Scottish architect and designer Charles Rennie Mackintosh was a leader of the Art Nouveau movement of the late Nineteenth Century, so it is appropriate that James Wolk has incorporated the iconic "Mackintosh Rose" into his steel scenic design framework for the Alabama Shakespeare Festival's production of Oscar Wilde's 1895 comic masterpiece, The Importance of Being Earnest, as flowers feature prominently in dressing the stage throughout the play's three acts.
Wolk's arching architectural outlines create a transparency and lightness that compliment the glorious silliness that Wilde promotes in his "trivial comedy for serious people" as he skewers the English upper classes with some of the wittiest language to grace the modern stage.
Director Geoffrey Sherman's charming production features a nine-member ensemble cast of ASF veterans who delight audiences with their individual character quirks and spot-on delivery of Wilde's epigrammatic bon-mots.
At the center of the plot are two friends -- John Worthing [Nathan Hosner], who is known as Ernest to his city friends, and Algernon Moncrieff [Bjorn Thorstad] -- who each have invented excuses to avoid what they perceive as social burdens; Jack escapes the boredom of the country by inventing a libertine brother Ernest who he must rescue from time to time in London, and Algy creates a sick country friend named Bunbury as an excuse for getting out of family obligations in the city. With evidence contained in "Ernest's" cigarette case, Algy gets him to admit his double-life and learns that Jack has a pretty young "ward" named Cecily Cardew [Jenny Strassburg] who lives at his country estate.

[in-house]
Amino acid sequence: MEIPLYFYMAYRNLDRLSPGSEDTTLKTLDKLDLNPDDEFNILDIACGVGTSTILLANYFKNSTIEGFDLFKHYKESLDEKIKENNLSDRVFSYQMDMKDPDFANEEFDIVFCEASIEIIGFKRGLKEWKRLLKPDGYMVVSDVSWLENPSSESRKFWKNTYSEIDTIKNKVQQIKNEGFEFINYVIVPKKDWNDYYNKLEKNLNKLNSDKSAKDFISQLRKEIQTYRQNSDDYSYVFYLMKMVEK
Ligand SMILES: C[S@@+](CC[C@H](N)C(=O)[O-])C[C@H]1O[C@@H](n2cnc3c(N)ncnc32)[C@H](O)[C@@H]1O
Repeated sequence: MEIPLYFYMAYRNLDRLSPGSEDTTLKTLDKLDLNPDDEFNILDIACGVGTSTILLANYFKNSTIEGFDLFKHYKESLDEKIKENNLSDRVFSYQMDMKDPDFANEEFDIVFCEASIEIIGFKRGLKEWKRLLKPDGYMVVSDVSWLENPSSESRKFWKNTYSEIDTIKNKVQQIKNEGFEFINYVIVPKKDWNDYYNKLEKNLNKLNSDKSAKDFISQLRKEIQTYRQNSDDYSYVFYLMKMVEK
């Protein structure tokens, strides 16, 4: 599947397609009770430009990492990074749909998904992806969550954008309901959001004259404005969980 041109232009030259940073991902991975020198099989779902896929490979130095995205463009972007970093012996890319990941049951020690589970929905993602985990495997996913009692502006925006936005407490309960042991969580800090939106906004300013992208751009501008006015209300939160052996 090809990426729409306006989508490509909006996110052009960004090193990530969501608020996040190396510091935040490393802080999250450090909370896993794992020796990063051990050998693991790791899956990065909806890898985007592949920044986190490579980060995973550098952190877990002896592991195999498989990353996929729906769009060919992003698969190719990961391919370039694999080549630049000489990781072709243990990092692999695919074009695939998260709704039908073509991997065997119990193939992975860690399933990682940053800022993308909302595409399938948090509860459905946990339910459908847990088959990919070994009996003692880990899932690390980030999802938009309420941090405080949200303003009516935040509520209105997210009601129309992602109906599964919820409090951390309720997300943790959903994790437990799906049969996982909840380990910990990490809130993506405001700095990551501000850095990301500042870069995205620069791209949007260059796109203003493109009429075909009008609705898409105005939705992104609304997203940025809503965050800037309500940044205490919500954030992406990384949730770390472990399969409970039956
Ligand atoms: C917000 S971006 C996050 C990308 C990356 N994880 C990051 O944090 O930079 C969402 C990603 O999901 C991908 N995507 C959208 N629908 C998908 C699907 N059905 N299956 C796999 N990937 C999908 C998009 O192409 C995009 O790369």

In Act I, Jack comes to town intending to propose to Algy's cousin Gwendolyn Fairfax [Alice Sherman], but is thwarted by her pretentious and formidable mother Lady Bracknell [Diana Van Fossen] when she finds out that "Ernest" is an orphan who was found in a handbag that had been left at Victoria Station.
Act II introduces Cecily and her prim and proper tutor Miss Prism [Greta Lambert] who is taken with Rev. Canon Chasuble [Paul Hebron], both of whom are fastidious and old-fashioned. -- Algy arrives, pretending to be Ernest, and falls instantly in love with Cecily and asks for her hand in marriage. -- Jack arrives home in mourning clothes [having decided to get rid of his "brother" Ernest], and Gwendolyn shows up to secure her engagement to Ernest despite her mother. -- As each of the women has a fascination with marrying a man by the name of Ernest, and each believes she is engaged to Ernest, there's a lot to be resolved.
That resolution concludes Act III with Lady Bracknell's pursuit of her daughter bringing her to Jack's country home, and finding Miss Prism, who had been in her family's employ years ago and who had absentmindedly placed her three-volume novel in the baby's carriage and the baby in a handbag which she left in Victoria Station.
All the actors are top-notch in their roles; even the servants have their moments. Rodney Clark as the aloof manservant Lane, and Brik Berkes as the doddering butler Merriman, provide comic counterpoints to the upper classes. And Ms. Lambert and Mr. Hebron are so sincere in their depictions of simpler times, that they too give a balance to the sophisticated witticisms of their social betters.
The play is about love, after all; as a comedy, all will turn out for the best, and ASF audiences have been charmed by Wilde's oh-so clever study of the ramifications of love.